British Gas has announced an increase of nearly 4 per cent to its standard variable tariff (SVT) due to a “rapid” increase in wholesale energy costs.
Parent company Centrica announced the 3.8 per cent rise today (8 August) which will come into effect on 1 October.
Centrica cited an approximate rise of 20 per cent in the costs of buying wholesale energy since April this year as the reason for its decision.
The latest rise comes just over two months after the last increase, when the company raised its SVT by an average of 5.5 per cent.
It means the average bill for a typical dual fuel customer will rise to £1,205, an increase of £44.
The British Gas SVT was discontinued for all new customers on 31 March.
Centrica said it actively wanted its customers to choose alternatives to the SVT adding it expected to have only 3 million customers on the tariff by the end of the year, down from 4.3 million at the beginning of 2018.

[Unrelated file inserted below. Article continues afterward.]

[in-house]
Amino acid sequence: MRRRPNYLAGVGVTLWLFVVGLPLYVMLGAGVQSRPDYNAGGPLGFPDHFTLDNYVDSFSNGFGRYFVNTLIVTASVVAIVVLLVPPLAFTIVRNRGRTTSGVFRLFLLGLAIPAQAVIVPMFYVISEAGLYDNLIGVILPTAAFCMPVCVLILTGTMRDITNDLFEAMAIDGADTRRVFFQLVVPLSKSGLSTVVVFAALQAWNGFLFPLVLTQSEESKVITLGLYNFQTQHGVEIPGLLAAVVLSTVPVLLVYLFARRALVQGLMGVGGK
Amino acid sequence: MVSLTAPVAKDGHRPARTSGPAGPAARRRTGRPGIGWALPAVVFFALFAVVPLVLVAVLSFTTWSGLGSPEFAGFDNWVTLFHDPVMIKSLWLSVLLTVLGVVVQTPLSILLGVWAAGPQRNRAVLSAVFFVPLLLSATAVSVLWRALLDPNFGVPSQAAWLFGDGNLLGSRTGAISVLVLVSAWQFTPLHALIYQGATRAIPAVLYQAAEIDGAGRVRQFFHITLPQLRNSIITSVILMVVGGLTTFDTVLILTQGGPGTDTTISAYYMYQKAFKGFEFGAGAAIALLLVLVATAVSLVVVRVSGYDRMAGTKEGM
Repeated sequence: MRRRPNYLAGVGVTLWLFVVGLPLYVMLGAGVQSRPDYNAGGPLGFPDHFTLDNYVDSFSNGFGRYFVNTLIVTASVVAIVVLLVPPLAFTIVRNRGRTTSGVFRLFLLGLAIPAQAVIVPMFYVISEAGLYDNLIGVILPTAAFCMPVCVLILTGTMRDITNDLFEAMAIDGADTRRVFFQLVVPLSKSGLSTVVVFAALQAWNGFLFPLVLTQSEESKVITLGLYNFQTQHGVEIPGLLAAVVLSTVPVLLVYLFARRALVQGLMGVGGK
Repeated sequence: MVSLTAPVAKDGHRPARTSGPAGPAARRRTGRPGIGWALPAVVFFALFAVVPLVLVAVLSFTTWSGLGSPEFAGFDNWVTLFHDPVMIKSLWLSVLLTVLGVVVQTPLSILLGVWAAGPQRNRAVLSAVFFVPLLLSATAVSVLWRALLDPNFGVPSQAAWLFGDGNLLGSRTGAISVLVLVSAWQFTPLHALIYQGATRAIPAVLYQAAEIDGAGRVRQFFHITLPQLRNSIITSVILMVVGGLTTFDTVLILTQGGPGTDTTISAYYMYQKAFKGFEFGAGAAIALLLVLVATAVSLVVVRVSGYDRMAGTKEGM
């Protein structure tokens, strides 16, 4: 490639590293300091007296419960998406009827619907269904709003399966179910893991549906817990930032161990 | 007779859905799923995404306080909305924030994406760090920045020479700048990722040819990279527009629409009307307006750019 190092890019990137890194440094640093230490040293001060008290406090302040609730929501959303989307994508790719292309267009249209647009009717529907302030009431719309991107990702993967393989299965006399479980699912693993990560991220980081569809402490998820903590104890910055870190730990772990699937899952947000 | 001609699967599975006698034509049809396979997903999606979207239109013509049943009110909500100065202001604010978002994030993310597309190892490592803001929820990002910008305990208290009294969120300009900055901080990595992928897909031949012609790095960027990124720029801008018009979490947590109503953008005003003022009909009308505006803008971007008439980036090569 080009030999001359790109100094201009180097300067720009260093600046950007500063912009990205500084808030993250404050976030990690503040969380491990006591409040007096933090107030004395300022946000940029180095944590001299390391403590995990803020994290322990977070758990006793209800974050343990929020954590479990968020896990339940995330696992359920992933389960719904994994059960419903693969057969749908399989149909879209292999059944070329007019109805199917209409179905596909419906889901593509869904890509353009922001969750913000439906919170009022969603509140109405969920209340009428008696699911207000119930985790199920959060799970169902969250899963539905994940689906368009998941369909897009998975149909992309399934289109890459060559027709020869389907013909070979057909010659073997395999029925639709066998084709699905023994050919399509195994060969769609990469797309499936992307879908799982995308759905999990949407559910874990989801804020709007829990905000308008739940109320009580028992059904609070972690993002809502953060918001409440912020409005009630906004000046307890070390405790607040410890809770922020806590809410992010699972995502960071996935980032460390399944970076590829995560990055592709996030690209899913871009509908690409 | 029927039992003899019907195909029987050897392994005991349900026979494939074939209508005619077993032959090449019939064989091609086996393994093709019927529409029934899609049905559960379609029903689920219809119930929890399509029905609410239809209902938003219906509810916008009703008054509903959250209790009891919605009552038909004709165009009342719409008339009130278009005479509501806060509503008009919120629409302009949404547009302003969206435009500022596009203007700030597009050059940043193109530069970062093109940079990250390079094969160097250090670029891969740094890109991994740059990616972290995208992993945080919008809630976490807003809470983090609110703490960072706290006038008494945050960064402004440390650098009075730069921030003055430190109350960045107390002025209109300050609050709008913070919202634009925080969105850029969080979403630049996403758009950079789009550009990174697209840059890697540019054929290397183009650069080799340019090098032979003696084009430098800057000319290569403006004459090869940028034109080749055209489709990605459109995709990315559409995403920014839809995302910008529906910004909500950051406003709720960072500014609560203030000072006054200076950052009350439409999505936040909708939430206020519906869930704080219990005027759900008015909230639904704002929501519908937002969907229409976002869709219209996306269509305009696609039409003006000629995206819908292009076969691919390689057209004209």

Mark Hodges, chief executive, Centrica Consumer, said: “We have today reluctantly announced plans for an increase in our standard variable tariff.
“We understand that any price increase adds extra pressure on customers’ household bills. However, this reflects the sharp rise in wholesale energy costs.”
Hodges also cited the ever-increasing competitiveness of the UK energy markets.
He added: “With more than 70 energy supply businesses now operating in the UK, the energy market is increasingly competitive and we are focused on offering all our customers attractive fixed and bundled deals.”
Hodges said the company had until now been able to “shield customer bills” from the impact of the increase in wholesale costs because of the way it buys energy in advance.
Yesterday (7 August) industry regulator Ofgem also announced it was increasing the level of its safeguard tariff for a second time this year because of higher wholesale costs.
Five million customers benefit from the safeguarding tariff, which protects households from overpaying for their energy and from unjustified price rises, the regulator said.
The level of the tariff will be raised by £47 per year for dual fuel customers to £1,136 from 1 October.